Coronavirus (COVID-19) update: First Minister's speech 23 September 2020

Statement given by the First Minister Nicola Sturgeon at a media briefing in St Andrew's House, Edinburgh on Wednesday 23 September.

Good afternoon everyone. Thank you for joining us again today.

I will start, as I always do, with giving you the daily statistics for COVID.

The total number of positive cases reported yesterday was 486.

I should point out that is the highest number of positive cases we’ve ever recorded in a single day. However for context, it must be remembered that many more people are being tested now than was the case in the spring.

Nevertheless, today’s number represents 7.8% of people newly tested and takes the total number of cases now to 25,495.

That is obviously a real cause for concern – but it also underlines why we took very decisive and very tough action yesterday to try to get the virus back under control. I will say more about the decisions that we announced yesterday later.

The full regional breakdown will, as always, be published later on this afternoon, but I can confirm now that 224 of the cases were in Greater Glasgow and Clyde, 107 in Lanarkshire and 57 in Lothian. 

It is worth noting that the number for Greater Glasgow & Clyde today is impacted by a significant outbreak at the University of Glasgow.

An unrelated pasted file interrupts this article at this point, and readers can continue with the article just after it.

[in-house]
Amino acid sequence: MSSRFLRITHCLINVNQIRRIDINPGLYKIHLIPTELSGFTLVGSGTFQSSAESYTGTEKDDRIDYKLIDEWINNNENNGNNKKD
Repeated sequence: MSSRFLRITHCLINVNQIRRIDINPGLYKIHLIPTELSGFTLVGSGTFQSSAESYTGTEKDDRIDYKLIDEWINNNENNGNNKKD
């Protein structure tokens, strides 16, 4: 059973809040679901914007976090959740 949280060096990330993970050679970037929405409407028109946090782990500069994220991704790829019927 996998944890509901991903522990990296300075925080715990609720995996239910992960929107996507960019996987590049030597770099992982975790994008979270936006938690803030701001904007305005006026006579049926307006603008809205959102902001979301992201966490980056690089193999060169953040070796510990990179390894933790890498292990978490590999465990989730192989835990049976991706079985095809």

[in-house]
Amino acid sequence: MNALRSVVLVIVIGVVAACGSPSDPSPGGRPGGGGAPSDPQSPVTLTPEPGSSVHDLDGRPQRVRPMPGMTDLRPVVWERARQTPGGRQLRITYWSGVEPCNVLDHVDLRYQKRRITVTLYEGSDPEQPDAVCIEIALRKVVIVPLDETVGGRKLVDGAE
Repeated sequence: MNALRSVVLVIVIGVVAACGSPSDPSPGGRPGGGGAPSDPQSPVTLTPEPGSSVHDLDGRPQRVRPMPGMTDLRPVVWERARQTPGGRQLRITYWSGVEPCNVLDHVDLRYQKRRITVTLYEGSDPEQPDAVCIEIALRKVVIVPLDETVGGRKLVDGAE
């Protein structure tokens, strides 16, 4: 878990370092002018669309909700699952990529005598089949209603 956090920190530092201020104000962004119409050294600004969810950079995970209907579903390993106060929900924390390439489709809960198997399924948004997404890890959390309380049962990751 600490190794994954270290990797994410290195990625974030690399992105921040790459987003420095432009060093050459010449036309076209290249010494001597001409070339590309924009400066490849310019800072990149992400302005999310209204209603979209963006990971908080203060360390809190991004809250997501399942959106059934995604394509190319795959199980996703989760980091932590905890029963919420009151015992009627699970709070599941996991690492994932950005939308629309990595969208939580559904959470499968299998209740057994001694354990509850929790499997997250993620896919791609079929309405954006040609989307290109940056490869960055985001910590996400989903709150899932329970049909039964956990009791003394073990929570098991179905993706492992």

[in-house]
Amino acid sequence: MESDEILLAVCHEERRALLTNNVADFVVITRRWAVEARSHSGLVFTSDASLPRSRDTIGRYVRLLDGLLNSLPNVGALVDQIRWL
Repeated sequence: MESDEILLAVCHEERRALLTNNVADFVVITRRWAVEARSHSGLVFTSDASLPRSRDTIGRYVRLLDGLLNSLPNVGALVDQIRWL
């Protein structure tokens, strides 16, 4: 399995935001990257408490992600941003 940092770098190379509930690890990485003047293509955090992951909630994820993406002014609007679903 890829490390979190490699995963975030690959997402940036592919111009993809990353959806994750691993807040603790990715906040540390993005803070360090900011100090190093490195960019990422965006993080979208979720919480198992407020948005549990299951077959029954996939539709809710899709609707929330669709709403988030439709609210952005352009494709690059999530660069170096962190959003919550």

I will say a bit more about universities and students shortly.

The remaining 98 cases are across the other eight mainland health boards.

I can confirm also that 83 people are in hospital with confirmed COVID – that is an increase of ten on the number I reported yesterday.

Ten people are in intensive care, which is the same number as yesterday.

Finally, I regret to report that in the past 24 hours, two further deaths have been registered of patients who first tested positive over the past 28 days.

That means that the total number of deaths, under this daily measurement, is 2,508.

The National Records of Scotland though has also just published its weekly update. 

To remind you, it includes deaths of people who have first tested positive for COVID in the previous 28 days – that is the same as our daily figures – but it also includes cases where COVID is a suspected or contributory cause of death.

The latest NRS update covers the period to Sunday 20 September. So it won’t include the death I reported yesterday, or the two that I have reported today. 

Up to Sunday, we had recorded 2,505 deaths in our daily figures. Six of those had been registered preceding seven days.

Today’s update shows that, by Sunday, the total number of registered deaths with either a confirmed or a presumed link to COVID was 4,247. Eleven of those were registered in the previous week which is six more than in the week before.

Eight of those eleven deaths took place in hospital, three of them occurred in care homes.